“The reason I get stopped is because I’m not fit. The only one that has ever truly hurt me is Stephen Smith and even if I was fit he would still be too strong for me, everyone else was because it was short notice and I’ve not been properly fit.

“Every time I fight there’s always something that throws me off key, there’s a problem with my training or there’s argument’s with my family.

“I’ve got to be in the gym all the time and it tires you out just being in there. It’s frustrating when you don’t get a call or you’ve over trained and your manager calls up about a fight and you have to suddenly liven up about it.”

Now he’s ready to turn over a new leaf and focus solely on progressing. If ‘Rockin’ Robin can overcome the doubters and score some upset wins it would be a greater underdog story than the one recently made by his home town football in the FA Cup.

“2011 is my time to shine. It’s my time to show people what I can do,” he declared.

“My record doesn’t show my ability, it doesn’t show I can punch. People I’ve been in with like Anthony Crolla will tell you that I can punch. Sparring with the likes of Frankie Gavin, he’s said I’m so awkward and so good I just need to put the time in and I will be from now on.”

And he believes he’s found the perfect opponent to help push his career forward. Bolton’s young Haroon Khan, brother of WBA light-welterweight champion Amir, is currently preparing for a tilt at Olympic success with Pakistan. Deakin, however, has a heard a whisper he’s considering turning over and would like him on his pro berth.

“I want to get my hands on him. He’s a good name to have on my CV,” declared Deakin. “I don’t know much about him but I believe I can beat anyone if I’m given enough time to get the weight down and train properly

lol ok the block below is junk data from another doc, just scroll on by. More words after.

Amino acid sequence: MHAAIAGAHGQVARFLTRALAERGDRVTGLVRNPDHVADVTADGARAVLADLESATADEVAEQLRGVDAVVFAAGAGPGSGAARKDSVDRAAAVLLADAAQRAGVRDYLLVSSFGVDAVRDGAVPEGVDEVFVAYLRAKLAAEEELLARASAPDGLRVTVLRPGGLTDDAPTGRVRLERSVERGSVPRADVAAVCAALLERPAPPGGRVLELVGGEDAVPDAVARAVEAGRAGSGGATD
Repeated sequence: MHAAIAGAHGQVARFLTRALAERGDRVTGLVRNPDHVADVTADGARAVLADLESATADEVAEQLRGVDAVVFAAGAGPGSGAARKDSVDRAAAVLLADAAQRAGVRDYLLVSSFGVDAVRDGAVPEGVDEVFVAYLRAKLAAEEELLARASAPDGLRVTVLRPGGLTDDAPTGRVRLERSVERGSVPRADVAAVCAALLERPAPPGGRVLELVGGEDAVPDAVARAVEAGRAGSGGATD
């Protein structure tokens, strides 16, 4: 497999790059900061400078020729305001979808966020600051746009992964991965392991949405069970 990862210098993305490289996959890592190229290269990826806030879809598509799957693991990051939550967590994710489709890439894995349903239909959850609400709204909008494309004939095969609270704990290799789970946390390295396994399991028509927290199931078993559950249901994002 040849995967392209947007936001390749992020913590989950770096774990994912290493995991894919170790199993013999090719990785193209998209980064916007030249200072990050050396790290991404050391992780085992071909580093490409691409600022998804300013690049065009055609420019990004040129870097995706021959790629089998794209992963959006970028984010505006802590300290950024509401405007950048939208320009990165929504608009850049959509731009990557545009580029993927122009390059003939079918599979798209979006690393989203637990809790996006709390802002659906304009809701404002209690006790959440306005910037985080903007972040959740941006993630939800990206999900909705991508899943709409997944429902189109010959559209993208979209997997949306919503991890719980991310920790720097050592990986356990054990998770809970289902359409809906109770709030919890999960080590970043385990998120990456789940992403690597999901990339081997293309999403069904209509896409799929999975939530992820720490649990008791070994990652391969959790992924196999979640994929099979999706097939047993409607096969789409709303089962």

“I believe Haroon Khan, if he is turning pro, will be ideal for me. I’ll give him the biggest shock of his life. I think he’s living off his brother’s reputation and if I get him on his debut I’ll take him apart.”

Even if the fight doesn’t come off and Deakin doesn’t embark on the winning streak he believes his talent deserves, the fact he spent time in the fistic arts at all can be deemed a success.
The West Sussex man was born with a severe deformity and its incredible that he can even stand upright, let along skip around the ring.

“I was born with my feet back to front and the doctors said I wouldn’t be able to walk,” he said. “In my left foot I’ve got a limp, it’s got no Achilles tendon and it’ll never build up to be as strong as a normal foot. Sometimes when I get hit with a jab and it looks like it has hurt me but it hasn’t, it’s just that I’m off balance.”

Family issues have also been difficult to overcome.

“There’s always something with my family that throws me off key, some argument or dispute. If people knew what my background and what my family has been like they’d realise how hard it is for me to concentrate on boxing.

“With my background I could have ended up crack head or in and out of prison but I’m not, I’m actually trying to do something good with my life. People put me down but if they knew me and what I’ve been through, they’d support me.”